Academic journal article Family Relations

Temporal Ordering of Supportive Dyadic Coping, Commitment, and Willingness to Sacrifice

Academic journal article Family Relations

Temporal Ordering of Supportive Dyadic Coping, Commitment, and Willingness to Sacrifice

Article excerpt

Dyadic coping, or the ways in which a couple deals with the stress each partner experiences (Bodenmann, 2005), has demonstrated robust associations with the quality of intimate relationships (e.g., Bodenmann, Pihet, & Kayser, 2006), even when examined in concert with individual coping efforts (Papp & Witt, 2010). Indeed, dyadic coping predicted relationship satisfaction for male partners a decade later (Ruffieux, Nussbeck, & Bodenmann, 2014), and Couples Coping Enhancement Training (CCET; Bodenmann & Shantinath, 2004), an intervention program that targets dyadic coping, produced increases in relationship quality that were maintained 1 year later (Bodenmann, Charvoz, Cina, & Widmer, 2001). The way in which intimate partners respond to each other's stress clearly has implications for the happiness and stability of their union (Bodenmann & Cina, 2005), but little is known about how dyadic coping relates to other salient relationship processes, such as commitment and the willingness to make sacrifices for a partner.

In the present study we focused on understanding the temporal ordering between supportive dyadic coping (encompassing the positive instrumental and emotional behaviors enacted to assist a partner experiencing stress and operationalized through self- and partner reports from each member of the couple; Bodenmann, 2005), commitment (the intention to maintain a partnership into the future; Stanley & Markman, 1992), and the willingness to sacrifice one's own desires for the benefit of one's partner. Concepts rooted in interdependence theory (Kelley & Thibaut, 1978; Thibaut & Kelley, 1959) and data collected from focal participants (referred to as anchors) and their intimate partners who maintained their relationship across Waves 1, 3, and 5 of the German Panel Analysis of Intimate Relationships and Family Dynamics (pairfam) study were used to investigate this topic.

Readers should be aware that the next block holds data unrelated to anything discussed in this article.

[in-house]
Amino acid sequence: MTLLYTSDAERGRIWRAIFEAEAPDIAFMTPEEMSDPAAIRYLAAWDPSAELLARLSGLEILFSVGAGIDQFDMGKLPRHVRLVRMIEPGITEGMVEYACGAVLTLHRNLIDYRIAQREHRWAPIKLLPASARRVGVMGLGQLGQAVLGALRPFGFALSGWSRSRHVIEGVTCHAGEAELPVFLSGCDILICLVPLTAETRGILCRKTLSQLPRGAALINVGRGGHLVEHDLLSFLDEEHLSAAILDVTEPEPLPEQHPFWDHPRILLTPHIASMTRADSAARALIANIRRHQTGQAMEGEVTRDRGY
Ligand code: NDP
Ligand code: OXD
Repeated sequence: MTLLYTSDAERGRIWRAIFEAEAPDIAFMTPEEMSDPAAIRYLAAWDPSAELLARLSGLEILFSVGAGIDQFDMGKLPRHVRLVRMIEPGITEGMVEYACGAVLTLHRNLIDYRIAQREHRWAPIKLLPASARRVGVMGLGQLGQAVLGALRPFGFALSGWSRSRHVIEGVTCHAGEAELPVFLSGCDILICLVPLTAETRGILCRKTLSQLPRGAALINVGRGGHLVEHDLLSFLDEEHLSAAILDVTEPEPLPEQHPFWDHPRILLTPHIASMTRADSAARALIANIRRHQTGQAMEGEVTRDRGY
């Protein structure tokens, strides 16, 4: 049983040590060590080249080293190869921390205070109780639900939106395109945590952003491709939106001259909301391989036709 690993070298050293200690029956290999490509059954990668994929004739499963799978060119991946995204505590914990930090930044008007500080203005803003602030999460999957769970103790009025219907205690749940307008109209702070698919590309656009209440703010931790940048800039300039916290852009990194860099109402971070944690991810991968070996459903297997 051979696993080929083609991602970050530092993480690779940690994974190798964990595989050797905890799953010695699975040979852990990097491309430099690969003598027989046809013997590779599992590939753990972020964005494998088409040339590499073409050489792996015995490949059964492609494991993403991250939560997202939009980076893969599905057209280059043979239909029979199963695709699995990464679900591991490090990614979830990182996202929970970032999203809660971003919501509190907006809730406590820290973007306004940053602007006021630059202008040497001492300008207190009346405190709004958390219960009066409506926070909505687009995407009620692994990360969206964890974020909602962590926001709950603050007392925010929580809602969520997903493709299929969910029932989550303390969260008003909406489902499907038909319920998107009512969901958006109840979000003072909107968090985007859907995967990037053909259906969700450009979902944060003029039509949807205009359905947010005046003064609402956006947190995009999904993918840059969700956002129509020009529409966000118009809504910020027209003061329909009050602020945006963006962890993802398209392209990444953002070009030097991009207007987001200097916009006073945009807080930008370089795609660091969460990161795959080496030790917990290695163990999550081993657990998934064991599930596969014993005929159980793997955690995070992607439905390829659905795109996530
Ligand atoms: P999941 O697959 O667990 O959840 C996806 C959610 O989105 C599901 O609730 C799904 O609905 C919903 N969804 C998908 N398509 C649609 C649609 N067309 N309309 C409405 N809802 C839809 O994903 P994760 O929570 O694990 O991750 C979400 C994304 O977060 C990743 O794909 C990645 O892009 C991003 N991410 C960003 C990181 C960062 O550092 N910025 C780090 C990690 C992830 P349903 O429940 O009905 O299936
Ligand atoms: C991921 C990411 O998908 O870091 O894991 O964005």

Background

In this study we drew on interdependence theory to conceptualize how supportive dyadic coping, commitment, and willingness to sacrifice might be associated. Interdependence theory provides an explanation for how the beliefs and actions of both partners in an intimate union influence one another and the course of their relationship (Kelley & Thibaut, 1978; Rusbult & Van Lange, 2003; Thibaut & Kelley, 1959). According to this perspective, commitment to a relationship is a function of each partner's satisfaction and perceived quality of alternatives, whereby commitment is likely to be high when both partners are satisfied and perceive alternative arrangements (i.e., possible other partners or being alone) to be unfavorable.

In addition to relationship satisfaction and perceived quality of alternatives, the investment model asserts that the tangible (e.g., time or money) and intangible (e.g., emotional involvement or self-disclosure) investments made in a relationship also drive the development of commitment (Rusbult, 1980). As relationships progress and commitment deepens, individuals become more likely to engage in pro-relationship behaviors as they experience a transformation of motivation (Kelley & Thibaut, 1978). This process allows intimate partners to prioritize the long-term health of their union over their own immediate, egoistic desires in a given situation, often manifested by an increased willingness to make sacrifices (Van Lange et al., 1997). Foregoing self-interest for the benefit of one's partner is particularly meaningful for an intimate relationship because it provides a strong signal between partners that commitment has developed (Stanley, Rhoades, & Whitton, 2010).

According to interdependence theory, a clear pathway emerges: Investments into a relationship (along with satisfaction and quality of alternatives) drive the development of commitment. Commitment, in turn, prompts a transformation of motivation, whereby partners become willing to make sacrifices for the health of their relationship. …

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